Entry level roles are a great way to cut your teeth in your industry of choice, make your early mistakes, learn about the organisation and industry from ground level up and prove your value. You may then move into a higher role in that company or move to another organisation to progress. You may even end up heading down a slightly different track to what you thought you’d love to do as you find your place and your industry.
Social sciences and criminology graduate Jana Nee started at Te Whānau o Waipareira Trust in an entry level role as a Whānau Ora navigator.
Over her six years at the trust Jana moved through five different roles, including social media coordinator. She worked across a number of divisions, gained new skills and took on various levels of responsibility.
“Your degree is an awesome starting point but keep an open mind and be flexible because there are always different avenues that pop up and offer new opportunities for you to transfer and build skills,” says Jana who is now AUT Takawaenga Māori (Māori liaison advisor).
Jade Bradley’s first job after graduation was operations executive – not exactly the role she had imagined entering when she embarked on her HR and marketing business degree at AUT.
"Operations executive didn’t sound like anything to do with my degree, but it actually was a marketing media role. I looked after advertising campaigns etc. It was a great first graduate role in marketing and I learned heaps,” says Jade.
Jade now works for AUT talenthub, an on campus recruitment and placement agency for AUT students. She encourages graduates to look at all jobs in their sector when they pop up on job boards, feeds or talenthub email notifications.
“The company, the team and the activities you do in your first job are far more important than the job title yet we have had students choosing not to apply for roles because they don’t think the job title is right!” explains Jade.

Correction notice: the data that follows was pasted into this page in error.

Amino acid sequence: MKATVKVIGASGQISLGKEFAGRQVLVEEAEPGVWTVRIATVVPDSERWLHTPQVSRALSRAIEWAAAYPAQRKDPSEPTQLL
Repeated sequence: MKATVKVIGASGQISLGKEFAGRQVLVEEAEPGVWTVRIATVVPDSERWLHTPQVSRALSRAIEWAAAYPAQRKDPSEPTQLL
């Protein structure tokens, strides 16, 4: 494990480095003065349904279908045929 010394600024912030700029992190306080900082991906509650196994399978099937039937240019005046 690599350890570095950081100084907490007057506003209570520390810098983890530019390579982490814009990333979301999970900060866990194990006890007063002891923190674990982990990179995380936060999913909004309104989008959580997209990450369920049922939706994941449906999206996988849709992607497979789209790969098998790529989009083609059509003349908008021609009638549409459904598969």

For example, a recent graduate placed by AUT talenthub began as an automation tester. In less than one year she has moved into a software developer role. Another graduate went to Cin7, where he worked as technical support specialist for 10 months, and now has moved into a junior software developer role.
Sales positions also can offer great entry level opportunities, says AUT employability relationship manager Rachel Shareef.
“You build skills in relationship building and accounts management and enhance your communication skills and understanding of the workplace. It also helps you explore the industry and other roles within it. For example, if you’re selling a product there may be opportunities to move into roles such as marketing the product or getting involved in the supply chain. If you’re selling a service, there may be opportunities to move into operational roles or roles that are more hands on within that service area.”
Want more evidence? Look at the work experience of more senior LinkedIn profiles. A health manager will often start in an associate or coordinator role, then move up the ladder with experience. Most marketing or communication managers begin their careers as assistants, or in roles that don’t mention the term ‘marketing’ or ‘communications’. A mechanical engineering graduate may start as a machine operator.
Be careful not to fall into the trap of thinking a specialist organisation won’t have roles for you. Look past their core business. For example, Audit NZ employs 300 ICT staff as well as accountants. Communications media companies need IT specialists, web developers and accountants, as well as communication graduates, illustrators and graphic designers. A creative production company needs accountants and administrators. A company selling nuts and bolts needs graphic designers and HR.
Your ideal role could be using your skills in an organisation that caters to your favourite hobby or something that you have a passion for. I know a data analyst that works for a professional sporting organisation.
And don’t overlook the peculiar. AUT software development graduate Brian Kong landed a great graduate role when he applied for a system ninja role with Readiness IT.
Written by AUT Employability careers writer Angela McCarthy